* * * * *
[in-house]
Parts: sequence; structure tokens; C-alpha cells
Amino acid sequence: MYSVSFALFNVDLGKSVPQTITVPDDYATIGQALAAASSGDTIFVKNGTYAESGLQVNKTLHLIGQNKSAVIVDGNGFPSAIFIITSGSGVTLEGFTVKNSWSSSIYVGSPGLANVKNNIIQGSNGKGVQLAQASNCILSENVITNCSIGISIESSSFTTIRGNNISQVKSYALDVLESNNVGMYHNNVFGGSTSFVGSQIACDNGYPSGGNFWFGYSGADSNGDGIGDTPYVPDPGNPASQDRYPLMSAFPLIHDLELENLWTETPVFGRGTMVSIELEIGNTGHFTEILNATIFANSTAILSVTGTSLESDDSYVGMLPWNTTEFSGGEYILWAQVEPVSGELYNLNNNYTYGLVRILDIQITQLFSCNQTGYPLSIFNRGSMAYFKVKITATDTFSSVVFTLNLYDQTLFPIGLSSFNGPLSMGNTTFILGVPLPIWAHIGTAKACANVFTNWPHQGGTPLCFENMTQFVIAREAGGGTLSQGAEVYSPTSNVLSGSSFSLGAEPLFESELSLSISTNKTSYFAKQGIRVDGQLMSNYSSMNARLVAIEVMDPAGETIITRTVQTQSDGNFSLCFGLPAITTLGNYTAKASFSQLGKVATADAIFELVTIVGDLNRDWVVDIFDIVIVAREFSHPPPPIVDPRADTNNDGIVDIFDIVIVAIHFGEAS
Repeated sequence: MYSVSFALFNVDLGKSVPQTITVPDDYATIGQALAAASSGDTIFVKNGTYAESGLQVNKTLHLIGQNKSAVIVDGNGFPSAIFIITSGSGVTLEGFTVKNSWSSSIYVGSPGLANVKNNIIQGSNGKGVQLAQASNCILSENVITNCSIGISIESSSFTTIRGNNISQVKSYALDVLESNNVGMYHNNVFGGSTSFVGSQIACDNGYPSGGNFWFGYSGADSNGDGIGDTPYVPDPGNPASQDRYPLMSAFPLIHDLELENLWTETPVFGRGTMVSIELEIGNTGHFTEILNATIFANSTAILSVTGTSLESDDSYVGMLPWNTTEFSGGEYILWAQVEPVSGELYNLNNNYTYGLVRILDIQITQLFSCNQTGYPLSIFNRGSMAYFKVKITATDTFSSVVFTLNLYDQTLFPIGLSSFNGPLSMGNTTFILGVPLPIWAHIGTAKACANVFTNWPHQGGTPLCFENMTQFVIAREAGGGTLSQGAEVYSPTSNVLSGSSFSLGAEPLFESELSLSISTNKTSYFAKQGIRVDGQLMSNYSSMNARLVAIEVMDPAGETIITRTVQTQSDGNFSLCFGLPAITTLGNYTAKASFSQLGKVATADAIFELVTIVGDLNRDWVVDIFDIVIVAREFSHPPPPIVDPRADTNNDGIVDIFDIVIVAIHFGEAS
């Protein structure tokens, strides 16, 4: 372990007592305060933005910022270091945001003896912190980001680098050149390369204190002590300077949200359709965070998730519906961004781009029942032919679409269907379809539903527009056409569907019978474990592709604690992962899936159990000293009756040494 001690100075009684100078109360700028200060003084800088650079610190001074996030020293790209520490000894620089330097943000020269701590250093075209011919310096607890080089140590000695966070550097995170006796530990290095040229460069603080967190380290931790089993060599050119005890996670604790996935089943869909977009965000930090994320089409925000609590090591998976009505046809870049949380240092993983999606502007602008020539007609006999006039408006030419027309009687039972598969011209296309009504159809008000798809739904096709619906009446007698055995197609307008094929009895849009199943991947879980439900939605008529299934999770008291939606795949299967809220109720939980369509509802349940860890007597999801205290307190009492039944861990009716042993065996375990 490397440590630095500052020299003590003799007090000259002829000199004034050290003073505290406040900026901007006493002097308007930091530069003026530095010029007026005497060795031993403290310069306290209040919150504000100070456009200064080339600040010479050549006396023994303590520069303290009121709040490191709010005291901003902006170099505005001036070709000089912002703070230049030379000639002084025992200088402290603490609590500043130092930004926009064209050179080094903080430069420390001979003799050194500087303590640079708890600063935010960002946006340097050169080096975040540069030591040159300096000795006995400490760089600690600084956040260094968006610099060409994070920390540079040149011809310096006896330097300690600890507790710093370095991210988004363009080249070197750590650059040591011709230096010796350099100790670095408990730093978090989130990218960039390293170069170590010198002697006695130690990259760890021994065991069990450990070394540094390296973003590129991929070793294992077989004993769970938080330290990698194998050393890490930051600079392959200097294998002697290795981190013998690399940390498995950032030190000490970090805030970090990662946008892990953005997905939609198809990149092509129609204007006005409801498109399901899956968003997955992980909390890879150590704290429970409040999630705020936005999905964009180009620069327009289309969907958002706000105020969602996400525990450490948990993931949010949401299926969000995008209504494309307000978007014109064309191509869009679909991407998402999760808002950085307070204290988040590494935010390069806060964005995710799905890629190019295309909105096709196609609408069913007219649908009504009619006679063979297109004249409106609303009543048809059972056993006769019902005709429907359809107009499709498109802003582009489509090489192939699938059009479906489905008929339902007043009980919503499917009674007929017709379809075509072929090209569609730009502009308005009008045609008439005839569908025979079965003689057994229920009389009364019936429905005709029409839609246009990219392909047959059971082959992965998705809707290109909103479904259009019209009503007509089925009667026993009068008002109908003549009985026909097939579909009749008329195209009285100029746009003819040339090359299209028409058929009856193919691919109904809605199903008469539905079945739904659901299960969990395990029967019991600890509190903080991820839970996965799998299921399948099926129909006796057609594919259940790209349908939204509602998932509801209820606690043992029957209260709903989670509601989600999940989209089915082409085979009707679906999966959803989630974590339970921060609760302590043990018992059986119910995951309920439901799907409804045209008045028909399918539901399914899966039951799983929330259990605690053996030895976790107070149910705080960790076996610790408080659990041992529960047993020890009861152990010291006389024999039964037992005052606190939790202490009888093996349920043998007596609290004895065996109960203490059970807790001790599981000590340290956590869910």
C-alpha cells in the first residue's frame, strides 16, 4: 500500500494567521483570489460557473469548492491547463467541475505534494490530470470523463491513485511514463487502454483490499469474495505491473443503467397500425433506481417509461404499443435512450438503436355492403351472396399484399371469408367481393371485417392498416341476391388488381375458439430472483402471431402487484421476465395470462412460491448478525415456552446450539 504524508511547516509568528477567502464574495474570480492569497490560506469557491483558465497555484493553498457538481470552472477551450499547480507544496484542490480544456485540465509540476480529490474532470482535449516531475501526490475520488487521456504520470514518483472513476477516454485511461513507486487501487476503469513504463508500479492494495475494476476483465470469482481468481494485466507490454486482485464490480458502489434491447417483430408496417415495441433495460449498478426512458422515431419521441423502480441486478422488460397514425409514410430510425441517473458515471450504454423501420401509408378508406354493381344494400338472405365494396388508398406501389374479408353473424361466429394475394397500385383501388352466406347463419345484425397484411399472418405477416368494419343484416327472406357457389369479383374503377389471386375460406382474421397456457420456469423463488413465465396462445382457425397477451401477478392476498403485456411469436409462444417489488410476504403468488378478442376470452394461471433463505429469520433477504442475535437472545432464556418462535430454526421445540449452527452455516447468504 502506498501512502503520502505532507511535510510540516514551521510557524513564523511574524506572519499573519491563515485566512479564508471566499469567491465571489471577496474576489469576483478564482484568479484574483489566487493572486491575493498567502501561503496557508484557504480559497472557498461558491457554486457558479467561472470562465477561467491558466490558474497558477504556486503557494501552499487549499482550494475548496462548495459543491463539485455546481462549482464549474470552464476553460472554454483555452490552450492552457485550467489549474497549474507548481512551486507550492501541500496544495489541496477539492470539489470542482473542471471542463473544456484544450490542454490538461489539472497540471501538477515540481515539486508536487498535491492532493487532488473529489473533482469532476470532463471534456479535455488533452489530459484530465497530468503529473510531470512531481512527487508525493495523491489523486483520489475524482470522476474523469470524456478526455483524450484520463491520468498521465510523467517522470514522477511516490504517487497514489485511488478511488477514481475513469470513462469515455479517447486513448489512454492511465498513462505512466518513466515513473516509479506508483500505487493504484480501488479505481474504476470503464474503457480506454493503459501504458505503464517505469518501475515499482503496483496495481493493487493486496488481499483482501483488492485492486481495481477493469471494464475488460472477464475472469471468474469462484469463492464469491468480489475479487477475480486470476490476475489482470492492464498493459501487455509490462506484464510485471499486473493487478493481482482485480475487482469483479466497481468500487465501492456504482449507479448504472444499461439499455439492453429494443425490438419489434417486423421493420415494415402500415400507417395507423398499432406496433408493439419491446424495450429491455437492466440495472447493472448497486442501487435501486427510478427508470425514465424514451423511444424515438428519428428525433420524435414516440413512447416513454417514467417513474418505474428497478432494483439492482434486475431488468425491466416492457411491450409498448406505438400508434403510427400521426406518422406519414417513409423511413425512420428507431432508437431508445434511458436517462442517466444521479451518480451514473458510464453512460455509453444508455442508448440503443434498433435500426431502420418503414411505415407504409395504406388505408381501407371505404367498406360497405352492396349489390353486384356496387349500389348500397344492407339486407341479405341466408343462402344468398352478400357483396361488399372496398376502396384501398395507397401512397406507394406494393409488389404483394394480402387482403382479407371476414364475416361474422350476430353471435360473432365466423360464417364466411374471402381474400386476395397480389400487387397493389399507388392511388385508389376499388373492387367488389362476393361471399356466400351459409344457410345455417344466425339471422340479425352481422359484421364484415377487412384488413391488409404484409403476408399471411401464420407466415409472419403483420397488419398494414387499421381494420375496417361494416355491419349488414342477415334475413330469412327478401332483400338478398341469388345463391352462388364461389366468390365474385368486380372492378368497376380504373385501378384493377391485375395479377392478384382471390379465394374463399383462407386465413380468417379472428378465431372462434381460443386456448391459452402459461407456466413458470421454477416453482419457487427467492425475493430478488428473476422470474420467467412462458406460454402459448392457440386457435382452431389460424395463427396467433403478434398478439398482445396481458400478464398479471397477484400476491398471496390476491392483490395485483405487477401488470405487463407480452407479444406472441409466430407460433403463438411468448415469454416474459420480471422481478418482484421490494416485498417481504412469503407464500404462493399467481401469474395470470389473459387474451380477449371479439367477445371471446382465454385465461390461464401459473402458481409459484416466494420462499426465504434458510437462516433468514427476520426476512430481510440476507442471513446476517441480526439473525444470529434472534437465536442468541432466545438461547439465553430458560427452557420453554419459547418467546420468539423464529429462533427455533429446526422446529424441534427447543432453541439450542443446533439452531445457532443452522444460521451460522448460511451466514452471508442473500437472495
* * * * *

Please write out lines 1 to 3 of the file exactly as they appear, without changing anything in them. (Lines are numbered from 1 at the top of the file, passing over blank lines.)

[in-house]
Parts: sequence; structure tokens; C-alpha cells
Amino acid sequence: MYSVSFALFNVDLGKSVPQTITVPDDYATIGQALAAASSGDTIFVKNGTYAESGLQVNKTLHLIGQNKSAVIVDGNGFPSAIFIITSGSGVTLEGFTVKNSWSSSIYVGSPGLANVKNNIIQGSNGKGVQLAQASNCILSENVITNCSIGISIESSSFTTIRGNNISQVKSYALDVLESNNVGMYHNNVFGGSTSFVGSQIACDNGYPSGGNFWFGYSGADSNGDGIGDTPYVPDPGNPASQDRYPLMSAFPLIHDLELENLWTETPVFGRGTMVSIELEIGNTGHFTEILNATIFANSTAILSVTGTSLESDDSYVGMLPWNTTEFSGGEYILWAQVEPVSGELYNLNNNYTYGLVRILDIQITQLFSCNQTGYPLSIFNRGSMAYFKVKITATDTFSSVVFTLNLYDQTLFPIGLSSFNGPLSMGNTTFILGVPLPIWAHIGTAKACANVFTNWPHQGGTPLCFENMTQFVIAREAGGGTLSQGAEVYSPTSNVLSGSSFSLGAEPLFESELSLSISTNKTSYFAKQGIRVDGQLMSNYSSMNARLVAIEVMDPAGETIITRTVQTQSDGNFSLCFGLPAITTLGNYTAKASFSQLGKVATADAIFELVTIVGDLNRDWVVDIFDIVIVAREFSHPPPPIVDPRADTNNDGIVDIFDIVIVAIHFGEAS